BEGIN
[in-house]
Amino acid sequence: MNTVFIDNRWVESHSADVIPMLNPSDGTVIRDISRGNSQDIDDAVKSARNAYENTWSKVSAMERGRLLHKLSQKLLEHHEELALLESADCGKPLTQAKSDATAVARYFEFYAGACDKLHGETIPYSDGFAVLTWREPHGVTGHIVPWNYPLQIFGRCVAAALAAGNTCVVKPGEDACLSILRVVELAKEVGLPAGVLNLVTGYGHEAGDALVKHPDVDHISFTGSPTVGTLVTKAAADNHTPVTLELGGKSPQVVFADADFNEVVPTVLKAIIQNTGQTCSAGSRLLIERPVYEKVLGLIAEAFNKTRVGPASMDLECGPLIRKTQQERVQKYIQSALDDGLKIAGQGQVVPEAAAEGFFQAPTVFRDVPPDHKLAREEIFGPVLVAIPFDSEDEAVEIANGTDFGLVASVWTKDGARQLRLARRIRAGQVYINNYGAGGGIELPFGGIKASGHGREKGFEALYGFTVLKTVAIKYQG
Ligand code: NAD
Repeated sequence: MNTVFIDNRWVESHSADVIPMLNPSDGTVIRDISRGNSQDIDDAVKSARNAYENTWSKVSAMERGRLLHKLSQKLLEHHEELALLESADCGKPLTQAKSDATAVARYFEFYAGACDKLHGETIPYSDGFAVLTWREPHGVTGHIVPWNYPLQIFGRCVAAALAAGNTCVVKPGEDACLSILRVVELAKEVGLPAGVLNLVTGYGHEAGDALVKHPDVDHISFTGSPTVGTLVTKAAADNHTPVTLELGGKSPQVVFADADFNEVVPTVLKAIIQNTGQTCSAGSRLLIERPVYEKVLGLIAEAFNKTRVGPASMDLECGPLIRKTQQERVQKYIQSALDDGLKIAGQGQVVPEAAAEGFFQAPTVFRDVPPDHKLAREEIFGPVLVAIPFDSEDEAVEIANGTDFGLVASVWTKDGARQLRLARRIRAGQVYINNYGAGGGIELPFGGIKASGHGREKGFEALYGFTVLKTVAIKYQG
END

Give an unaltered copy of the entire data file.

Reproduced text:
[in-house]
Amino acid sequence: MNTVFIDNRWVESHSADVIPMLNPSDGTVIRDISRGNSQDIDDAVKSARNAYENTWSKVSAMERGRLLHKLSQKLLEHHEELALLESADCGKPLTQAKSDATAVARYFEFYAGACDKLHGETIPYSDGFAVLTWREPHGVTGHIVPWNYPLQIFGRCVAAALAAGNTCVVKPGEDACLSILRVVELAKEVGLPAGVLNLVTGYGHEAGDALVKHPDVDHISFTGSPTVGTLVTKAAADNHTPVTLELGGKSPQVVFADADFNEVVPTVLKAIIQNTGQTCSAGSRLLIERPVYEKVLGLIAEAFNKTRVGPASMDLECGPLIRKTQQERVQKYIQSALDDGLKIAGQGQVVPEAAAEGFFQAPTVFRDVPPDHKLAREEIFGPVLVAIPFDSEDEAVEIANGTDFGLVASVWTKDGARQLRLARRIRAGQVYINNYGAGGGIELPFGGIKASGHGREKGFEALYGFTVLKTVAIKYQG
Ligand code: NAD
Repeated sequence: MNTVFIDNRWVESHSADVIPMLNPSDGTVIRDISRGNSQDIDDAVKSARNAYENTWSKVSAMERGRLLHKLSQKLLEHHEELALLESADCGKPLTQAKSDATAVARYFEFYAGACDKLHGETIPYSDGFAVLTWREPHGVTGHIVPWNYPLQIFGRCVAAALAAGNTCVVKPGEDACLSILRVVELAKEVGLPAGVLNLVTGYGHEAGDALVKHPDVDHISFTGSPTVGTLVTKAAADNHTPVTLELGGKSPQVVFADADFNEVVPTVLKAIIQNTGQTCSAGSRLLIERPVYEKVLGLIAEAFNKTRVGPASMDLECGPLIRKTQQERVQKYIQSALDDGLKIAGQGQVVPEAAAEGFFQAPTVFRDVPPDHKLAREEIFGPVLVAIPFDSEDEAVEIANGTDFGLVASVWTKDGARQLRLARRIRAGQVYINNYGAGGGIELPFGGIKASGHGREKGFEALYGFTVLKTVAIKYQG